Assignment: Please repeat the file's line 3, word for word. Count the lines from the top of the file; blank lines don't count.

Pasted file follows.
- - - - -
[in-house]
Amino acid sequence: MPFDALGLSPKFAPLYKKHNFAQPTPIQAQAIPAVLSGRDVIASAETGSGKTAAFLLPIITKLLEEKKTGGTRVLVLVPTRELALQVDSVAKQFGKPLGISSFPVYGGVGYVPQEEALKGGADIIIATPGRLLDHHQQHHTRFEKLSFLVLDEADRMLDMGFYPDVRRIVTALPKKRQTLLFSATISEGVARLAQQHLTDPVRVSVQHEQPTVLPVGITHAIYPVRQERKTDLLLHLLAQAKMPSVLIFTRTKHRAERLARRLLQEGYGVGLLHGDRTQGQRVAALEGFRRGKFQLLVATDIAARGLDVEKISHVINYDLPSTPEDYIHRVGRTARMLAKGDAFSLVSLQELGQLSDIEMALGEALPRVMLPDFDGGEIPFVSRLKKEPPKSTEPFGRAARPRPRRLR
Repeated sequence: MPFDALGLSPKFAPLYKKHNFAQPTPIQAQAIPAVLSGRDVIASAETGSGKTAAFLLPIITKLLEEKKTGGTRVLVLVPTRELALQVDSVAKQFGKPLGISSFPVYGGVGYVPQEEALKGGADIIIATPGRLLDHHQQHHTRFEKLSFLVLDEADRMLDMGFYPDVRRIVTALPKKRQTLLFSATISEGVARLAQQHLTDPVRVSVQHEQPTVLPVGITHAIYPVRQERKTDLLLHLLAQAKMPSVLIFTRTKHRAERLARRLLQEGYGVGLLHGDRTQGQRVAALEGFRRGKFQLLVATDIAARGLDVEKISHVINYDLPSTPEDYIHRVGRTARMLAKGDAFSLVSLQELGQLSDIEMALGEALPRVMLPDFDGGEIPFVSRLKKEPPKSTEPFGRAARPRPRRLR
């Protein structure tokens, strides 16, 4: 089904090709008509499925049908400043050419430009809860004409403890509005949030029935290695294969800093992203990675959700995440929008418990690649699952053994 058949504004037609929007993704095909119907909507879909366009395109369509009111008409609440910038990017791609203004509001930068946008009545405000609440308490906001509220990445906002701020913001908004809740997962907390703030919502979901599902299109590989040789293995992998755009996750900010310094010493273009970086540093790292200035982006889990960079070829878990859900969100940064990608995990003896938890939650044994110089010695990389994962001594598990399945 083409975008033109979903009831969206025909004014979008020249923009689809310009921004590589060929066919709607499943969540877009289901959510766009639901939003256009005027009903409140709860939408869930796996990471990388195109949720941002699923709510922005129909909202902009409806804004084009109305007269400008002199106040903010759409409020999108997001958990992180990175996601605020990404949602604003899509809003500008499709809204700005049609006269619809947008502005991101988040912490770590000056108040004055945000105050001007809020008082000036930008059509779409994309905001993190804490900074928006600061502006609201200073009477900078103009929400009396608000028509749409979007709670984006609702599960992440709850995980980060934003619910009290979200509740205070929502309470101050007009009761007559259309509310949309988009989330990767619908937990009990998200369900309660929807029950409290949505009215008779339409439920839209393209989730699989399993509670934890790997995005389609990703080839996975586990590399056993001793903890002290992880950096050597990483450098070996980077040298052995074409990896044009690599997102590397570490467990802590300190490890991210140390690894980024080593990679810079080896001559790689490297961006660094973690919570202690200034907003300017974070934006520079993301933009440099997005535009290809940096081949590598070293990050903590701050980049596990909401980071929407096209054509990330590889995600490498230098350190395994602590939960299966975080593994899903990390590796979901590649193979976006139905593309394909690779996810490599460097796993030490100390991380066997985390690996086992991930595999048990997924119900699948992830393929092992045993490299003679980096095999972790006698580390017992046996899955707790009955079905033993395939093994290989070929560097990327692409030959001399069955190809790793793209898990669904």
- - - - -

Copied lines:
Repeated sequence: MPFDALGLSPKFAPLYKKHNFAQPTPIQAQAIPAVLSGRDVIASAETGSGKTAAFLLPIITKLLEEKKTGGTRVLVLVPTRELALQVDSVAKQFGKPLGISSFPVYGGVGYVPQEEALKGGADIIIATPGRLLDHHQQHHTRFEKLSFLVLDEADRMLDMGFYPDVRRIVTALPKKRQTLLFSATISEGVARLAQQHLTDPVRVSVQHEQPTVLPVGITHAIYPVRQERKTDLLLHLLAQAKMPSVLIFTRTKHRAERLARRLLQEGYGVGLLHGDRTQGQRVAALEGFRRGKFQLLVATDIAARGLDVEKISHVINYDLPSTPEDYIHRVGRTARMLAKGDAFSLVSLQELGQLSDIEMALGEALPRVMLPDFDGGEIPFVSRLKKEPPKSTEPFGRAARPRPRRLR